|Col. Laurie Hummel, USA (Ret)|
2. Appoint an independent special prosecutor to address criminal actions not currently enforceable by the Guard’s antiquated, ineffective state version of the Uniform Code of Military Justice. State Guard forces do not fall under the federal UCMJ that our active duty service members and veterans are familiar with. Alaska has been operating under a state UCMJ drawn up pre-statehood. Alaska Statute 26.05: Military Code of Alaska is cumbersome and toothless. For example, Guard commanders have no option to refer offenders for court-martial or non-judicial punishment. Instead, they can only administratively remove someone from service. [State Sen. Lesil] McGuire’s intent to call for a special prosecutor is spot on, and I applaud her for wanting to take this necessary step toward serving justice.
3. The Legislature must create a viable UCMJ. The Guard must advise and guide but the state’s Military Code is a state statute. This is the province of our Legislature. The heavy lifting for creating a meaningful and effective code is done in committee. This would appropriately be accomplished by the House Committee on Military and Veterans Affairs. But again, nothing is happening on that front.
4. Separate the adjutant general (TAG) position from the commissioner, DMVA position. Tom Katkus and his predecessors were dual-hatted as the TAG and commissioner. As has been recently demonstrated, absolute power indeed has the capability to corrupt absolutely. A number of other states have separated the two positions, and this has worked well. There are two plausible scenarios, each with its own advantages and drawbacks: TAG and commissioner are co-equal positions, or the TAG is subordinate to the commissioner, similar to the relationship at the federal level.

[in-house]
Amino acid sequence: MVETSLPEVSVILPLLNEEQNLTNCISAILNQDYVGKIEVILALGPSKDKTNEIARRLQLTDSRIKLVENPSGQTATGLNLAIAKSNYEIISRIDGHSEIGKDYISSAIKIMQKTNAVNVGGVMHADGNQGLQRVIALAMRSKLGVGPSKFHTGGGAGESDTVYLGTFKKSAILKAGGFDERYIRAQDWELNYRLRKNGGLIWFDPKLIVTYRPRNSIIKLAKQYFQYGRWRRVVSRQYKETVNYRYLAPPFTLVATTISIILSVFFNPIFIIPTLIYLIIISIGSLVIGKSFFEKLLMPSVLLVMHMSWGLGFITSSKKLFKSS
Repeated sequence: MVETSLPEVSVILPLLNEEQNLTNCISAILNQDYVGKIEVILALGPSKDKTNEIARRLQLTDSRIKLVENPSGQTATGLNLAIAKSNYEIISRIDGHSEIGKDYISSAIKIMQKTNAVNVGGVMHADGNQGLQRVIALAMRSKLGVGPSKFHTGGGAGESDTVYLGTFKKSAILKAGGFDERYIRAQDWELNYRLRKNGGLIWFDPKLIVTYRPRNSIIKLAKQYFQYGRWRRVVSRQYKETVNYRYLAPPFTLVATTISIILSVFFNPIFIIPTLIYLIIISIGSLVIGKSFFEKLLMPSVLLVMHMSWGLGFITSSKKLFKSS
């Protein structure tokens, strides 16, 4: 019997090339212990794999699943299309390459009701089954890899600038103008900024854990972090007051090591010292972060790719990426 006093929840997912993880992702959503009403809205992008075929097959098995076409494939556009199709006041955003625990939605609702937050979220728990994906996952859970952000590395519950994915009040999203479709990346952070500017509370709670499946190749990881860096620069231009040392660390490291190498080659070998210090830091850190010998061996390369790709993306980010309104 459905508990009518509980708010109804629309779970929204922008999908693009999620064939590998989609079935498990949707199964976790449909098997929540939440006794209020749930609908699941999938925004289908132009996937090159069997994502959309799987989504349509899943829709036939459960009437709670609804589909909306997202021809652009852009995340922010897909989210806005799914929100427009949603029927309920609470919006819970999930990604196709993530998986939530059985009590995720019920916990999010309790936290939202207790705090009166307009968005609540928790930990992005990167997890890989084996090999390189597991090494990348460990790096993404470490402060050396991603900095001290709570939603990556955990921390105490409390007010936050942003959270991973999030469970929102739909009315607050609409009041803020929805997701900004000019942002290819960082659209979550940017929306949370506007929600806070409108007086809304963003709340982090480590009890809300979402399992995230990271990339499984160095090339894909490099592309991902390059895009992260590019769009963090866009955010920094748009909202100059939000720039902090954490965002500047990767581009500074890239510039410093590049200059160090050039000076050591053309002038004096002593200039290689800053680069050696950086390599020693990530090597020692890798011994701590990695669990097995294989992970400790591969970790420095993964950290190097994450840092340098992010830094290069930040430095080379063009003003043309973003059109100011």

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6. The commander-in-chief (our governor) must demand, receive and embrace unfettered access to Guard issues and take a personal and active part in restoring a culture of transparency. TAG and deputy commissioner have been removed, as others surely should be in the weeks ahead. The Guard is reeling. Despite the presence of the fix-it team from Outside, the Guard needs its commander-in-chief present in the JBER Armory and units around the state. He must offer to meet personally with the sexual assault victims and all members of the Guard family, listening to them, answering their questions and apologizing when necessary. To be effective, meetings must be small groups and be limited to same-rank peers. A massive “town hall” style meeting with privates through senior officers in the same room – which the governor held yesterday – doesn’t cut it. In an organization where fear of intimidation and reprisal is rampant, who believes lower ranking soldiers would speak up with sergeants major and officers present? In addition to appearing personally, the governor should have a senior staff member available to any Guard member who wishes to have a confidential discussion outside the chain of command and without fear of disclosure. Without the commander-in-chief’s full commitment to having these difficult discussions, all other gestures of curing the command culture and rebuilding organizational trust and confidence will be insufficient.This vet has plainly given the situation a good deal of thought. Some of what she describes seems unique to Alaska (pre-statehood legislation), but might other suggestions apply elsewhere? It certainly seems odd that only the governor can convene an Alaska general court-martial.